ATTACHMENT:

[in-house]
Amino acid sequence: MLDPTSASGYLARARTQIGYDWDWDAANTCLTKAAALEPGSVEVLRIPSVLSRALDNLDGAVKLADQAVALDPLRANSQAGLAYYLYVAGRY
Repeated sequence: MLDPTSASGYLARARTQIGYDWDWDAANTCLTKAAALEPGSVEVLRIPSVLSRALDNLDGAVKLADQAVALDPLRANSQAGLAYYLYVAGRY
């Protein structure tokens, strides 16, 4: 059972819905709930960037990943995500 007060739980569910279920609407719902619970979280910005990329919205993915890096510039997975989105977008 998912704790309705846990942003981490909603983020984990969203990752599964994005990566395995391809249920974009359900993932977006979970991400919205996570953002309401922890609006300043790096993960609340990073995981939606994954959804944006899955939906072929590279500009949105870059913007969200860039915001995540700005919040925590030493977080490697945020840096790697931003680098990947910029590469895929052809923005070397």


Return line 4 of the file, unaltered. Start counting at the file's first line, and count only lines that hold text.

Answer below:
């Protein structure tokens, strides 16, 4: 059972819905709930960037990943995500 007060739980569910279920609407719902619970979280910005990329919205993915890096510039997975989105977008 998912704790309705846990942003981490909603983020984990969203990752599964994005990566395995391809249920974009359900993932977006979970991400919205996570953002309401922890609006300043790096993960609340990073995981939606994954959804944006899955939906072929590279500009949105870059913007969200860039915001995540700005919040925590030493977080490697945020840096790697931003680098990947910029590469895929052809923005070397």